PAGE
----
Morris Manning & Martin, LLP

Elements of a DMCA Takedown Notice


The Digital Millennium Copyright Act (DMCA) is an extension of U.S. copyright law, passed by the federal government in 1998, clarifying rights as they apply to digital media. The DMCA includes notice and takedown provisions as a means for copyright holders to enlist service providers’ help in removing infringing material from internet sites. To initiate the takedown process, a copyright owner or the owner’s agent must send a takedown notice to the applicable service provider requesting that the provider remove infringing material.  A website’s Terms of Use often offers details on how and where to send a takedown notice.  Before sending the notice, a copyright holder should ensure that the other parties’ use of the material does not qualify as fair use.

Under U.S. copyright law, the following elements should be included in a takedown notice:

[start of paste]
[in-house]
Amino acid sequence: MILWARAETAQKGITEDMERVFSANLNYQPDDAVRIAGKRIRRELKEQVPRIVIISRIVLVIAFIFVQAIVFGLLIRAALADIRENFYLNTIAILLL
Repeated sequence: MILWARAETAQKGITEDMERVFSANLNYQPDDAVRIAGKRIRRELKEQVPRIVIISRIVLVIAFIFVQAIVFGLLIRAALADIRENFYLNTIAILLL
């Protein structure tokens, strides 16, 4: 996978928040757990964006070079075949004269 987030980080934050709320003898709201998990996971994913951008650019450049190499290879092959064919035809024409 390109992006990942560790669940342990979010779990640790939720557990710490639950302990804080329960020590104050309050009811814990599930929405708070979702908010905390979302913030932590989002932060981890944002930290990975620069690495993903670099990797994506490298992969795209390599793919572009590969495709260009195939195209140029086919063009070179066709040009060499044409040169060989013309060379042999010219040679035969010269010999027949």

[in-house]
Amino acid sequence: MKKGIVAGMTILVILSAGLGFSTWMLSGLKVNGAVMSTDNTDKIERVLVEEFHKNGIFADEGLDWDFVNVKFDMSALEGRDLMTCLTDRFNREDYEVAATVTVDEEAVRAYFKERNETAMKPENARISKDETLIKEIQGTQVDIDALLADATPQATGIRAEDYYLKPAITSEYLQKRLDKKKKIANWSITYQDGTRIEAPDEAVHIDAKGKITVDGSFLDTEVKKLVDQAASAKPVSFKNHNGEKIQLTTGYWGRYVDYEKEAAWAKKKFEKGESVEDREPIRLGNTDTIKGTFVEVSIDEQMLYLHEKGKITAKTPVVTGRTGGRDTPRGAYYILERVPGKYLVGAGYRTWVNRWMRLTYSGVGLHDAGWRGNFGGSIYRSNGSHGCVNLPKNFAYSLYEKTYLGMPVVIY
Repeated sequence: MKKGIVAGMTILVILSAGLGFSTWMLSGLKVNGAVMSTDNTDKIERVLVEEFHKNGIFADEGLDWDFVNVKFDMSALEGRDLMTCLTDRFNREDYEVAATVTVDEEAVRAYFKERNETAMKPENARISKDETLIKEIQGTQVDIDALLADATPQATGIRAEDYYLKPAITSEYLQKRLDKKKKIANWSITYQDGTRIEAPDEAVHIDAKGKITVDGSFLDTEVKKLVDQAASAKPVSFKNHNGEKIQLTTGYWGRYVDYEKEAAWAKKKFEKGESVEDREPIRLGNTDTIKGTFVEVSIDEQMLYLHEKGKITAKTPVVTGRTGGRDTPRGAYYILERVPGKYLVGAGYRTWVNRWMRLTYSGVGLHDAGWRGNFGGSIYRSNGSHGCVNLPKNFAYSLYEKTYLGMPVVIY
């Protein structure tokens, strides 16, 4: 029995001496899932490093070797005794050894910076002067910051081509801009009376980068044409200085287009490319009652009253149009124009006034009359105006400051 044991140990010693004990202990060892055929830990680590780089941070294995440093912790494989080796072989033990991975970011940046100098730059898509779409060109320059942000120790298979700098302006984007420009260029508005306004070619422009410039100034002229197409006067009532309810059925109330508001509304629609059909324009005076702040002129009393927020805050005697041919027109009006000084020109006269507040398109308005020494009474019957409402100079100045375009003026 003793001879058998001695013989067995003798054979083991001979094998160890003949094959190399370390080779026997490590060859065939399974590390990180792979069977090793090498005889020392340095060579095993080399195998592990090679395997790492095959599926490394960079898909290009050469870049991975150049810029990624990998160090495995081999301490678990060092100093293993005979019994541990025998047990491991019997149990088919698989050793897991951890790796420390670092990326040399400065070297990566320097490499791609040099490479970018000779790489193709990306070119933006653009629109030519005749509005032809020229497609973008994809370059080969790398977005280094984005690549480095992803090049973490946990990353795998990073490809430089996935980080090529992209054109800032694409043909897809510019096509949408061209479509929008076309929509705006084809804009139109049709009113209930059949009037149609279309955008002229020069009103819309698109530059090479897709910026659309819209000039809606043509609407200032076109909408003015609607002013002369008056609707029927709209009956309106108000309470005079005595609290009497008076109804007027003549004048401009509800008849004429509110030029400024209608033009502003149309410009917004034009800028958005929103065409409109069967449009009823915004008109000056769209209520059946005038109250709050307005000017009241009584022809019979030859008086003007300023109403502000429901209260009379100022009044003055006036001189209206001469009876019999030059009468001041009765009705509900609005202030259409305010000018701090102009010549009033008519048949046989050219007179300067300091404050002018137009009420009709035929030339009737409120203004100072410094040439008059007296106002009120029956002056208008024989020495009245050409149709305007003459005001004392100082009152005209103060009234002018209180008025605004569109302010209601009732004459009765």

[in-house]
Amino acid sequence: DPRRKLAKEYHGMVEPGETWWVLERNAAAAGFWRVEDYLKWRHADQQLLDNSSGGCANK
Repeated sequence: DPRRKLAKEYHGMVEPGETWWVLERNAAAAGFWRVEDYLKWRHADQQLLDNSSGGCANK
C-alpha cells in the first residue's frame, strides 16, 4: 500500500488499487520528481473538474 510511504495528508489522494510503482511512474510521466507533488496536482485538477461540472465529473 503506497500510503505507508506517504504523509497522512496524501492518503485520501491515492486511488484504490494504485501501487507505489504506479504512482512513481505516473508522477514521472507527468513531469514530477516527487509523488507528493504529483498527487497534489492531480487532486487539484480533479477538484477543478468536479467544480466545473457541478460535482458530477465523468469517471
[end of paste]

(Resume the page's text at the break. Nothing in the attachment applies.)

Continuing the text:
1. The signature of the copyright owner or owner’s agent, in physical or electronic form.
  2. Identification of the: (i) copyrighted work(s) infringed; (ii) the infringing activity; and (iii) the location of the infringing activity (typically by providing the URL).
  3. Contact information of the notice sender, including an email address.
  4. A statement that the notifier has a good faith belief that the material is not authorized by the intellectual property or copyright owner, its agent, or the law.
  5. A statement that the information provided is accurate and the notifier is authorized to make the complaint on behalf of the intellectual property or copyright owner.

For further information about the DMCA’s notice and takedown provisions, counter notices, and fair use, please contact Whitney Coble at or any member of the Technology Transactions or Intellectual Property practice groups at Morris, Manning & Martin, LLP.  If your company is providing services in the EU, you may also wish to review this legal update pertaining to the new EU Directive regarding liability for posting infringing material.